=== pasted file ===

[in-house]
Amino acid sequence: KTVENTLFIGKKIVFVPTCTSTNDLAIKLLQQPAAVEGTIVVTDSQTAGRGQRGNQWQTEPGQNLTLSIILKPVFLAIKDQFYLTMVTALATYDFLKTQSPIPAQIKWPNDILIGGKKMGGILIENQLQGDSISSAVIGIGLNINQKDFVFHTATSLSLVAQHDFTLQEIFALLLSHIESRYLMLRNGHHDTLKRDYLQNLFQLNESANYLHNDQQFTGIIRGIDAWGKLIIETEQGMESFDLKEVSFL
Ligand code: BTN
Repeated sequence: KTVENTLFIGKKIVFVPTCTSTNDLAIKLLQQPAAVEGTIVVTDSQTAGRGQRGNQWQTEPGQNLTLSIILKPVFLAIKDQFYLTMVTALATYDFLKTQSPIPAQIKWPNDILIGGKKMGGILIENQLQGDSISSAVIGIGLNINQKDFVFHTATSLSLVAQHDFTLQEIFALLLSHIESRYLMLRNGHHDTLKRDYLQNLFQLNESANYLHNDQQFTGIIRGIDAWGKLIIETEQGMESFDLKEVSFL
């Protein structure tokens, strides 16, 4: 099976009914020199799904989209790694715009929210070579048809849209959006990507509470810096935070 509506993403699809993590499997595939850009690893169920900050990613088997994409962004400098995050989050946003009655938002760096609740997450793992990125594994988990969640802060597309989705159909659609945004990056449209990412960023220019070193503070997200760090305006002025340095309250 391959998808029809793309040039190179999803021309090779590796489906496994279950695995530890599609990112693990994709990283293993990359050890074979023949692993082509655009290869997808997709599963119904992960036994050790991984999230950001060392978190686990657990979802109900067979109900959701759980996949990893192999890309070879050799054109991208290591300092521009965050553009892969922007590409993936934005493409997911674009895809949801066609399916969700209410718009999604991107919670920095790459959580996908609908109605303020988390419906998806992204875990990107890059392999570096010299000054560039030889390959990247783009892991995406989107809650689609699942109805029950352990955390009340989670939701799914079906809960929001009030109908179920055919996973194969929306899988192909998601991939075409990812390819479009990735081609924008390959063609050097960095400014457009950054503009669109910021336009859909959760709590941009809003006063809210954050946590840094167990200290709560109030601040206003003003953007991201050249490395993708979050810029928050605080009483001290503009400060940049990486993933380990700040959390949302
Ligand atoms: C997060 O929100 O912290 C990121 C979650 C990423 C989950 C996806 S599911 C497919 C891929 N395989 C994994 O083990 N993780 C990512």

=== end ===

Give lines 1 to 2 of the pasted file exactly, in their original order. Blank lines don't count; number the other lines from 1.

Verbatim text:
[in-house]
Amino acid sequence: KTVENTLFIGKKIVFVPTCTSTNDLAIKLLQQPAAVEGTIVVTDSQTAGRGQRGNQWQTEPGQNLTLSIILKPVFLAIKDQFYLTMVTALATYDFLKTQSPIPAQIKWPNDILIGGKKMGGILIENQLQGDSISSAVIGIGLNINQKDFVFHTATSLSLVAQHDFTLQEIFALLLSHIESRYLMLRNGHHDTLKRDYLQNLFQLNESANYLHNDQQFTGIIRGIDAWGKLIIETEQGMESFDLKEVSFL